I’ve been programming in PHP for the past five years (I’ve started using it in the beginning of 2001, during my Computer Science studies). PHP is (was?) both my love and hate. My biggest complain about it, and probably about all other programming languages used for web development, is that there is no decent way of producing HTML code from your application. No matter how hard you try, you’ll always end up having spaghetti either in your HTML or in PHP code (or even worse, in both places). Sure, separating business from presentation logic is a common practice which helps the cause (apart from the fact that most PHP folks mix HTML with PHP whenever and wherever they can). Problem is, that it’s not good enough.

It would be all much simpler if you didn’t need to put any logic into your presentation code. The moment you introduce loops or conditionals – bam – you either get unreadable code or spaghetti HTML with way too much whitespace (or without any whitespace at all) and improper indentation. Not to mention that I am probably not the only one sick of typing all those nasty angle brackets all the time. But what about all that specialized templating engines? Frankly, they are not any better. Besides the fact that some of them require a certain overhead (like defining the variables you wish to use in your templates – Smarty, anyone?), they all still carry the same burden – they either produce spaghetti HTML or have spaghetti templates.

Actually, Rails, being my current weapon of choice, is no better in this area. My .rhtml templates are a complete mess. I strive to have my HTML as pretty as it can be, because (maybe strangely) I find it easier to debug if I have a nice HTML output to deal with, instead of a nice .rhtml template. Too bad that I feel utter disgust when I look at those templates. And just as Smarty is no better for PHP, Liquid and similar projects are no better for Rails. However, there is still hope, with projects like Markaby (which, unfortunately, has its own issues, check the comments).

Just a small digression, to sum all this up. Rails has solved one other, big inconvenience, namely writing your own SQL for each and every interaction with the database. Thanks to ORM provided by ActiveRecord, you don’t have to write SQL any more (at least in most of the cases; the 80/20 rule). This is one of the basic reasons that Rails is so much better than PHP. Markaby tries to do the same to HTML, what ActiveRecord did to SQL. No more those nasty < /> characters! We’ll see how (and where) it goes.

Installing Ruby on Rails on Ubuntu

Tuesday, September 20th, 2005

This guide is valid for the following distributions:

Ruby on Rails

While there is a nice tutorial in the Ruby on Rails wiki, it’s by no means complete. According to it, you should only type: apt-get install rails to have the newest Rails installed on Ubuntu. It installs both Ruby and Rails, but what about rubygems? Sorry, not this time. There is also another caveat. Although commands like rails test and ruby script/server are working properly, ruby/console is not. If you had the misfortune of experiencing the aforementioned behavior, then this tutorial is just for you.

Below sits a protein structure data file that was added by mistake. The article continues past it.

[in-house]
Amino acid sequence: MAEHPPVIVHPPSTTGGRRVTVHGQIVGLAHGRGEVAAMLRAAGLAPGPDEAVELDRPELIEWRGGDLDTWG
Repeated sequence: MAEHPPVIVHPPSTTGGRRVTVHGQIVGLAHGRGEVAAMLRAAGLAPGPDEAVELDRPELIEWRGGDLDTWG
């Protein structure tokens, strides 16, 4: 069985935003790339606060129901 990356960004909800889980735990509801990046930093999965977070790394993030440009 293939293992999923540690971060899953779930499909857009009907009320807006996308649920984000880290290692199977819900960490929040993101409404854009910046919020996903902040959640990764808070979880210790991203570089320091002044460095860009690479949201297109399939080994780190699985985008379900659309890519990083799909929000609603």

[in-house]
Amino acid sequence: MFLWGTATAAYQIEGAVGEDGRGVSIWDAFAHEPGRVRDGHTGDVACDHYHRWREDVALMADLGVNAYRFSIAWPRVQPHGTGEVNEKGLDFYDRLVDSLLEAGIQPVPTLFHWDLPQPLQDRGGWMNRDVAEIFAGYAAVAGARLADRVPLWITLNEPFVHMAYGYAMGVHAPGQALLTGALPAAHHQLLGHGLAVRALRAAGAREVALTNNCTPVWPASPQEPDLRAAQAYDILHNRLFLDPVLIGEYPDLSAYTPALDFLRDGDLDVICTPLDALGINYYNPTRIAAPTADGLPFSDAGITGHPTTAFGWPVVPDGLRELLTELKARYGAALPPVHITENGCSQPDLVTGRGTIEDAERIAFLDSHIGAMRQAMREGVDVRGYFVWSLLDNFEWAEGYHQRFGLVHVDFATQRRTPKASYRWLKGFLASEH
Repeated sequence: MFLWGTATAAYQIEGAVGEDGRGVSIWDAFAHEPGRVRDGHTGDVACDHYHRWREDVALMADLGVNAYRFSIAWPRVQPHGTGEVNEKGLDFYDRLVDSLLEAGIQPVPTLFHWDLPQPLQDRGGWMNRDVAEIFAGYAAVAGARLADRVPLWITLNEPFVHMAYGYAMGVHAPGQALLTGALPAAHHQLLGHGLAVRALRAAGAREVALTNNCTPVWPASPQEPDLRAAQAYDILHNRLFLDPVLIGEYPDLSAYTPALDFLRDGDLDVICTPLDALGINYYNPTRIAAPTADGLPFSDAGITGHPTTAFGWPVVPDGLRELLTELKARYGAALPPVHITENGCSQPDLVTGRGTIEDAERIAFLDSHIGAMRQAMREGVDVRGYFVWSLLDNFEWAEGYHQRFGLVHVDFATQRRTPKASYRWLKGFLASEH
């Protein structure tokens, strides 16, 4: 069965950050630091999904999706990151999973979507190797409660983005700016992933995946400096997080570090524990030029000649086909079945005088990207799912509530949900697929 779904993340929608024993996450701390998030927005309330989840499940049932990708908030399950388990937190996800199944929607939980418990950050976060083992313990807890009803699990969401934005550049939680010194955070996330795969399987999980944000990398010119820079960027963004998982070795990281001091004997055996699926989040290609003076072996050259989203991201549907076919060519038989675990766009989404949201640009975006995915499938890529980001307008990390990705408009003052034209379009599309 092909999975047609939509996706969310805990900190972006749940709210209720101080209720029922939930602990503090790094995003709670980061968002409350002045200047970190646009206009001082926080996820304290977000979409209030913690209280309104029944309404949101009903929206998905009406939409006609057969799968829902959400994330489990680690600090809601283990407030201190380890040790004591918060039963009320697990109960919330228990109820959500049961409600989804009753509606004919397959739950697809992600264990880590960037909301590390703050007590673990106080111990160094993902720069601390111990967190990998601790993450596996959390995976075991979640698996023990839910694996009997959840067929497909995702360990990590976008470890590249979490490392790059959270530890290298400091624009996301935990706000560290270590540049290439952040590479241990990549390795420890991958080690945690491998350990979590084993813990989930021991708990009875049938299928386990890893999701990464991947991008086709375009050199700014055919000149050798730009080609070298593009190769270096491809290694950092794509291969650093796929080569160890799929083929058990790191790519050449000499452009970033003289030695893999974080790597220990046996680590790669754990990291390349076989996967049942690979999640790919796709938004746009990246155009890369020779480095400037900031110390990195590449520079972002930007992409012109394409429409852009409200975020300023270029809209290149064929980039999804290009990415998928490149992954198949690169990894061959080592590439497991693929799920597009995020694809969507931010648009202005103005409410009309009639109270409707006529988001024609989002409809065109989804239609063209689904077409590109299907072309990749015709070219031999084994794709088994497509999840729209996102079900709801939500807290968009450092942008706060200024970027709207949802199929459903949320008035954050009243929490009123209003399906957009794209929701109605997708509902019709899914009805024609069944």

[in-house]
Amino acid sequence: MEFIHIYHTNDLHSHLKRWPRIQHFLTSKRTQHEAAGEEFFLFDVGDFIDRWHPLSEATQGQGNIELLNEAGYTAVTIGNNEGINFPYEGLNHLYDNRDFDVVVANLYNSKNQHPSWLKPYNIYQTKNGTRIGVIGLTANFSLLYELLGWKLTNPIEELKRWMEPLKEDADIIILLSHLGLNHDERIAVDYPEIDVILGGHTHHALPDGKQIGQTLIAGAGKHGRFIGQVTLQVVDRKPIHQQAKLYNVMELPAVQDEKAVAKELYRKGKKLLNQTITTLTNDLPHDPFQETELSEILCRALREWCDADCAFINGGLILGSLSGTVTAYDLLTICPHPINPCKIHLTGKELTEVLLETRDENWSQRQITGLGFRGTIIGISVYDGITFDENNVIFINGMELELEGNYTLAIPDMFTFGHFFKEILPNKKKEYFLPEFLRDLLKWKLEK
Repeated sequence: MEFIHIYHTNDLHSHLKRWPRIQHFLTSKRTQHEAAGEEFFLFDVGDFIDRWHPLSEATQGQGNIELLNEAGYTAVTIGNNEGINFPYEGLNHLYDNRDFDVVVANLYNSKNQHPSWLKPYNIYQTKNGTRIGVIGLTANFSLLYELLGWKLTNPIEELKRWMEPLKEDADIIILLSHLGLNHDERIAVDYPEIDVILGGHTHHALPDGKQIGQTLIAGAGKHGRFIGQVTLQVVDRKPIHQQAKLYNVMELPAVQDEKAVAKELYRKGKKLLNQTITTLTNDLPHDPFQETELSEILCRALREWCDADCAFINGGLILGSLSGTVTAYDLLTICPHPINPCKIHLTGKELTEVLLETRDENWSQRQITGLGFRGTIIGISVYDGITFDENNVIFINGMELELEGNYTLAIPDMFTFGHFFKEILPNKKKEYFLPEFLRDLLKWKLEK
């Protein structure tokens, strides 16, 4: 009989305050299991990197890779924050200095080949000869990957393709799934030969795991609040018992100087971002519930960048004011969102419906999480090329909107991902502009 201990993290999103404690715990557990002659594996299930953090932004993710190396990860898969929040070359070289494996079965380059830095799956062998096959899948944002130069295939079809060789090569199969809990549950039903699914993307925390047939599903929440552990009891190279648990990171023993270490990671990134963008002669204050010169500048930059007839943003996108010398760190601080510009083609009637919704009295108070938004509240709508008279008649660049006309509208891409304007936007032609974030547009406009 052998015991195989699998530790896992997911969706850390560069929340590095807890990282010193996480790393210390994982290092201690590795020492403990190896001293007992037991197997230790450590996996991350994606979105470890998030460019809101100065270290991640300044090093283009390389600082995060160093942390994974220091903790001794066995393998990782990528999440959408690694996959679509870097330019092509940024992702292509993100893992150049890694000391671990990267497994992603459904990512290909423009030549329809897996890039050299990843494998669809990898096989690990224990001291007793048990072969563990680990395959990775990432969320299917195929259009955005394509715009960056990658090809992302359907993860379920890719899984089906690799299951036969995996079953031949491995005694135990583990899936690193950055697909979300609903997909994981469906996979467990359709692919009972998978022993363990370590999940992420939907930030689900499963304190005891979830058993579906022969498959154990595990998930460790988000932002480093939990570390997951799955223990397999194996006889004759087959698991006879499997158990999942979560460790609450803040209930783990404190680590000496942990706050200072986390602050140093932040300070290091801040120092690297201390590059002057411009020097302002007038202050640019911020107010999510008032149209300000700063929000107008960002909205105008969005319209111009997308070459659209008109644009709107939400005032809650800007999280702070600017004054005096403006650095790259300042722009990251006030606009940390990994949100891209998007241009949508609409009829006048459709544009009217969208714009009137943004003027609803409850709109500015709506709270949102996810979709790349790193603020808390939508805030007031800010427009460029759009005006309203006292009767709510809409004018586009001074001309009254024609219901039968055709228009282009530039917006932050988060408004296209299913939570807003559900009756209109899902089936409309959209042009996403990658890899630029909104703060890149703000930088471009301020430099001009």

Pre requirements:

nano /etc/apt/sources.list

Add the following at the end of the file (replace edgy with breezy if you are running Breezy, dapper for Dapper, etc.):

# All Ubuntu repositories
deb http://archive.ubuntu.com/ubuntu edgy main restricted universe multiverse

Update your apt sources:

apt-get update

Installation:

Install Ruby with developer’s libraries:

apt-get install ruby ri rdoc irb ri1.8 ruby1.8-dev libzlib-ruby zlib1g

Download and install Ruby Gems (no .deb package, unfortunately):

wget http://rubyforge.org/frs/download.php/17190/rubygems-0.9.2.tgz
tar xfvz rubygems-0.9.2.tgz
cd rubygems-0.9.2
ruby setup.rb

Update your RubyGems (also updates the gems cache):

gem update --system

If you get Could not find rubygems-update (> 0) in the repository or a similar error, you need to delete your RubyGems cache:

$ gem env gemdir
PATH_TO_DEFAULT_GEM_REPOSITORY
$ rm PATH_TO_DEFAULT_GEM_REPOSITORY/souce_cache

and

rm $HOME/.gem/source_cache

In the next step install the OpenSSL bindings for Ruby (needed to install signed gems). They are required if you get the following error: SSL is not installed on this system, while installing signed gems like rake:

apt-get install libopenssl-ruby

And the last one:

gem install rails -y

And this is basically it. There are, however, depending on your needs, some…

Additional steps:

One of them is setting up the Rails to connect to the MySQL database in a proper way. We will be using the MySQL C bindings, which, for one, support the MySQL old style passwords (which is set as default for Ubuntu 5.04), but are also significantly faster (in the 2-3x range) than the native Ruby MySQL bindings. First, we will need to install the gcc compiler (and libc6-dev if you don’t have it already installed). Although strange it may seem, as a default it is not installed on a clean Ubuntu installation.

apt-get install gcc libc6-dev

MySQL development libraries are also required (mysql_config plus mysql/include):

apt-get install libmysqlclient14-dev

(for MySQL 5.0 you might be better of with libmysqlclient15-dev).

And now we can install C MySQL bindings:

gem install mysql

If you get "sh: make: not found" do:

apt-get install make

or if you have it already installed, add it to your path:

export PATH=/usr/bin:"${PATH}"

And, of course, in the end install Mongrel:

gem install mongrel -y

And that’s it. Rails installation is complete. Complicated? Not really :) Happy coding!

Rails 0.13 released

Wednesday, July 6th, 2005

Quoting David Heinemeier Hansson: with so much new stuff in there it’s not even funny. I suppose I just need to bang my head against the wall a few more times, first, to receive a little bit of motivation to finally finish the fourth day of Four Days on Rails and second, to receive a little bit of inspiration to develop a useful (at least for me, for a start) Rails application that has a little bit more of code apart from scaffold

Here’s the official announcement.